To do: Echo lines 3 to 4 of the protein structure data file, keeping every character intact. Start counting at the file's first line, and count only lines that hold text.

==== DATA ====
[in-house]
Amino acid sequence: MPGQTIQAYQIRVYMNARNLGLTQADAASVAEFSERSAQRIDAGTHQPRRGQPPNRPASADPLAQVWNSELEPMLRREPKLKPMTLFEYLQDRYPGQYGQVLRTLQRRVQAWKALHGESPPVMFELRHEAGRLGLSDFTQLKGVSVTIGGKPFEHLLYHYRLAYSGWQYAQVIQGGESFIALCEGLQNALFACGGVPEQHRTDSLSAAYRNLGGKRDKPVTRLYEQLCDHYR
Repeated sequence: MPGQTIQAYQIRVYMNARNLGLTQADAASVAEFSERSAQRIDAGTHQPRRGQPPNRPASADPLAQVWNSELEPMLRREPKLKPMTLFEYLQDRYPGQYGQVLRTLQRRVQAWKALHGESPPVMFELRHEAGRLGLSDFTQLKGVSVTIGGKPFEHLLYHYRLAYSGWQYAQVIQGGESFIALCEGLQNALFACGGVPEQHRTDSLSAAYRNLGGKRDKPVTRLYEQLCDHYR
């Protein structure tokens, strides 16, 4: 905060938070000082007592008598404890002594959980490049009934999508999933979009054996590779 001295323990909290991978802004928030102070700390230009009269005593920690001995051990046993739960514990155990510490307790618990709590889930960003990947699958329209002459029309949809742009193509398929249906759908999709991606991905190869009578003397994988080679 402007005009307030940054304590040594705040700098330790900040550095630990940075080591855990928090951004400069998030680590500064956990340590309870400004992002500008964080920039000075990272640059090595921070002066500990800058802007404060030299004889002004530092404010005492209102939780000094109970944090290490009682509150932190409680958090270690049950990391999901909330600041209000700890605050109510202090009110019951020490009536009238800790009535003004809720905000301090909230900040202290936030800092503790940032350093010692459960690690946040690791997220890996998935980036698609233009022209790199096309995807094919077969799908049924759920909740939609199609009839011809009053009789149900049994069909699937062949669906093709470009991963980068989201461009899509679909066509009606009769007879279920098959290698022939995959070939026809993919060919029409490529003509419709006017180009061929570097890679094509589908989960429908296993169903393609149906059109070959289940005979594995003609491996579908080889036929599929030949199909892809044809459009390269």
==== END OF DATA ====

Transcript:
Repeated sequence: MPGQTIQAYQIRVYMNARNLGLTQADAASVAEFSERSAQRIDAGTHQPRRGQPPNRPASADPLAQVWNSELEPMLRREPKLKPMTLFEYLQDRYPGQYGQVLRTLQRRVQAWKALHGESPPVMFELRHEAGRLGLSDFTQLKGVSVTIGGKPFEHLLYHYRLAYSGWQYAQVIQGGESFIALCEGLQNALFACGGVPEQHRTDSLSAAYRNLGGKRDKPVTRLYEQLCDHYR
């Protein structure tokens, strides 16, 4: 905060938070000082007592008598404890002594959980490049009934999508999933979009054996590779 001295323990909290991978802004928030102070700390230009009269005593920690001995051990046993739960514990155990510490307790618990709590889930960003990947699958329209002459029309949809742009193509398929249906759908999709991606991905190869009578003397994988080679 402007005009307030940054304590040594705040700098330790900040550095630990940075080591855990928090951004400069998030680590500064956990340590309870400004992002500008964080920039000075990272640059090595921070002066500990800058802007404060030299004889002004530092404010005492209102939780000094109970944090290490009682509150932190409680958090270690049950990391999901909330600041209000700890605050109510202090009110019951020490009536009238800790009535003004809720905000301090909230900040202290936030800092503790940032350093010692459960690690946040690791997220890996998935980036698609233009022209790199096309995807094919077969799908049924759920909740939609199609009839011809009053009789149900049994069909699937062949669906093709470009991963980068989201461009899509679909066509009606009769007879279920098959290698022939995959070939026809993919060919029409490529003509419709006017180009061929570097890679094509589908989960429908296993169903393609149906059109070959289940005979594995003609491996579908080889036929599929030949199909892809044809459009390269």